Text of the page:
What can Team Liquid do to break through at Worlds?

Liquid has the star power to go far, but just how far can they go?

Image via Riot Games

Last year was Team Liquid’s first time competing in the League of Legends World Championship. And despite coming in as the North American first seed, they failed to make it past the group stage. 

One year later, they’ve made significant changes. But is that enough to make them stand out at Worlds or will they be doomed to repeat their 2018 performance? 

Coming into 2019, Liquid’s roster received a major upgrade. The organization acquired Cloud9’s star mid laner, Nicolaj Jensen, and followed that up by adding world champion support Jo “CoreJJ” Yong-in. Jensen is a hefty step up from Pobelter, who’s struggled to hold his own in lane recently. With CoreJJ alongside Yiliang “Doublelift” Peng, the two instantly became the best bot lane in the LCS.

The team looked unbeatable and they practically were. Between the Spring and Summer Splits, they lost a total of eight games in the regular season. Additionally, they placed first in both splits, becoming the first LCS team to win four back-to-back titles. 

Photo via Riot Games

They’re undoubtedly the most dominant team North America has seen, but there’s some concern when it comes to their international capabilities. Despite having a star-studded team, Liquid have struggled in best-of-five series. Liquid narrowly beat TSM in the Spring Split finals and Cloud9 in the Summer Split finals 3-2. Additionally, Liquid almost lost to Clutch Gaming in the Summer Split semifinals, winning 3-2 once again. And Liquid had to resort to playing the Sona and Taric combination to beat Clutch. For a team that’s now known as the best North American lineup, their series haven’t actually been that dominant.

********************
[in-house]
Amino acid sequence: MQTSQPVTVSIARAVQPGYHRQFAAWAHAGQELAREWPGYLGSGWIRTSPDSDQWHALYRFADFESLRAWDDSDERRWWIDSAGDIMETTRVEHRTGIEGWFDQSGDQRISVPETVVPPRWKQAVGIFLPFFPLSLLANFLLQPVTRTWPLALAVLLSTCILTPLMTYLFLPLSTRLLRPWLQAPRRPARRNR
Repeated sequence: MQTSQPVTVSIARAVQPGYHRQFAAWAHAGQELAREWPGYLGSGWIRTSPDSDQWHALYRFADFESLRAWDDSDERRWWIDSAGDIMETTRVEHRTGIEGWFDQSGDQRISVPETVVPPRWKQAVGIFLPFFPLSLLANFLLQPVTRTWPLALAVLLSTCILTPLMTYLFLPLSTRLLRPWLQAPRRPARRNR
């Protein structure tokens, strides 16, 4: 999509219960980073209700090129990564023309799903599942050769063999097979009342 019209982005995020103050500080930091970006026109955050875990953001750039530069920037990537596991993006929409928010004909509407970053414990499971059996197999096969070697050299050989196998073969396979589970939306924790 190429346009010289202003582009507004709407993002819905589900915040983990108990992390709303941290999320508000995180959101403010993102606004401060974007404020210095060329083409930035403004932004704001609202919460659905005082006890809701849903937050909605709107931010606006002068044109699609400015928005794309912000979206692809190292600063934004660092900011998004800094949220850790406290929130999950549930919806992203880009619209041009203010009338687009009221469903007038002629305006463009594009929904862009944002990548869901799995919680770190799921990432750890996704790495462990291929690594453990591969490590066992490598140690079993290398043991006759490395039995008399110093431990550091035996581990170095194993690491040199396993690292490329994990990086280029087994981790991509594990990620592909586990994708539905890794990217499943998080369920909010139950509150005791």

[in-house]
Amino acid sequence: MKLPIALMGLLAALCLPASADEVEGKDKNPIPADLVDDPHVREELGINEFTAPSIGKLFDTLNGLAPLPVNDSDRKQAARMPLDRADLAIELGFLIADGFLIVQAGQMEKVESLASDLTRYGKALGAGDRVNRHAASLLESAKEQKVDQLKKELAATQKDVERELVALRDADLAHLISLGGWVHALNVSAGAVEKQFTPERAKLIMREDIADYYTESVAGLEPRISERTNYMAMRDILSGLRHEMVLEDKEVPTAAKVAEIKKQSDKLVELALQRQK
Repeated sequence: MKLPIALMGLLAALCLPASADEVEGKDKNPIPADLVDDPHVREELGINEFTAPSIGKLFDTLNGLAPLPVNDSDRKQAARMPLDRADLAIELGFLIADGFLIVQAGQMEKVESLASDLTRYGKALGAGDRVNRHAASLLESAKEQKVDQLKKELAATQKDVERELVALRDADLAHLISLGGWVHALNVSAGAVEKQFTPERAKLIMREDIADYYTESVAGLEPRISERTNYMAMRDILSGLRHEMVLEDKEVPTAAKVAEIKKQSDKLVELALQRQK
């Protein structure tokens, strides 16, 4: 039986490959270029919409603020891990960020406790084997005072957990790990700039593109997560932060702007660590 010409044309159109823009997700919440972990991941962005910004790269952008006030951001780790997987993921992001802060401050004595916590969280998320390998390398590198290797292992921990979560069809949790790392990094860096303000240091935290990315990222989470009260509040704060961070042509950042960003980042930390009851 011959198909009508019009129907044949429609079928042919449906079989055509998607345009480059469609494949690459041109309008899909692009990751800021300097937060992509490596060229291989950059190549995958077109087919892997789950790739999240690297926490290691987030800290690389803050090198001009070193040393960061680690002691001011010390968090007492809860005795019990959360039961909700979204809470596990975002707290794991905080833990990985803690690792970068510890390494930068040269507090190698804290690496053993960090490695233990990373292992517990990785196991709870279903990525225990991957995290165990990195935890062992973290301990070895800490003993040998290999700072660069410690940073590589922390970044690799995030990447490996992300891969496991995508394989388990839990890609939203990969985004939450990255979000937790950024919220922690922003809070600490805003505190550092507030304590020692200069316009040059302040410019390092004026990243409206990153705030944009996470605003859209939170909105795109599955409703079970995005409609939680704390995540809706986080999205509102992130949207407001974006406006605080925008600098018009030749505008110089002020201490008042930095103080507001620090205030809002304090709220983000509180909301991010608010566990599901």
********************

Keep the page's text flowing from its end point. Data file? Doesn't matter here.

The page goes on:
Jensen told Dot Esports in July that “we are playing really well right now, so it’s hard for us to really improve a lot more. It’s just really up to the other teams to improve.” After both Cloud9 and Clutch brought Liquid to five games just a few weeks ago, it appears LCS teams have caught up. And now it’s time for Liquid to figure out what more they can do to improve.

The good news for Liquid is they’ve already had an outstanding international performance earlier this year at MSI. They had a decisive 3-0 victory against Phong Vũ Buffalo during the play-in stage and then went on to defeat the current world champions, Invictus Gaming, in the semifinals 3-1. Liquid were destroyed by G2 Esports in the finals, but their MSI performance proves that they have the ability to do well against international competition. If Liquid can continue performing like they did against IG, they should have no problem moving past at least the group stage at Worlds.

Photo via Riot Games

Going into Worlds, Liquid were placed into Group D along with AHQ and IG—the fourth team will be determined after the play-in stage is finished. Liquid’s strength lies within the ability of their players to consistently perform well. For the most part, Liquid have a standard playstyle. They typically follow the meta and rely on the individual power of each of their players to win games, with most of their power coming from the bot lane duo of Doublelift and CoreJJ. Liquid shouldn’t have much trouble against AHQ and IG if they can remain consistent from game to game, especially considering IG’s massive slump this year. 

The real challenge for Liquid will be moving forward if they make it past the group stage. They’ve previously had trouble against teams that are more innovative or unpredictable. Liquid’s struggle against Clutch in the LCS semifinals was in large part due to Clutch’s unbridled aggression. Liquid were constantly caught off guard and their standard playstyle couldn’t keep up. The same thing happened against G2 during MSI, except G2’s players were also individually more skilled than Liquid’s, which points to another issue Liquid might have. 

Given Liquid’s playstyle, it’ll be difficult for them to defeat teams that have stronger individual talent. SKT also typically have a standard playstyle, but it can be argued that SKT have better players. Liquid can’t expect to be a Worlds contender if they have one playstyle and weaker players. Aside from playing Sona and Taric, Liquid doesn’t have many team comp surprises—and by now, Sona and Taric is hardly a surprise. If Liquid want to go far at Worlds, they’ll have to work on their adaptability and move outside of their comfort zone.   

Liquid’s journey through Worlds will begin on Oct. 12 during the group stage. Until then, the play-in stage starts on Oct. 2.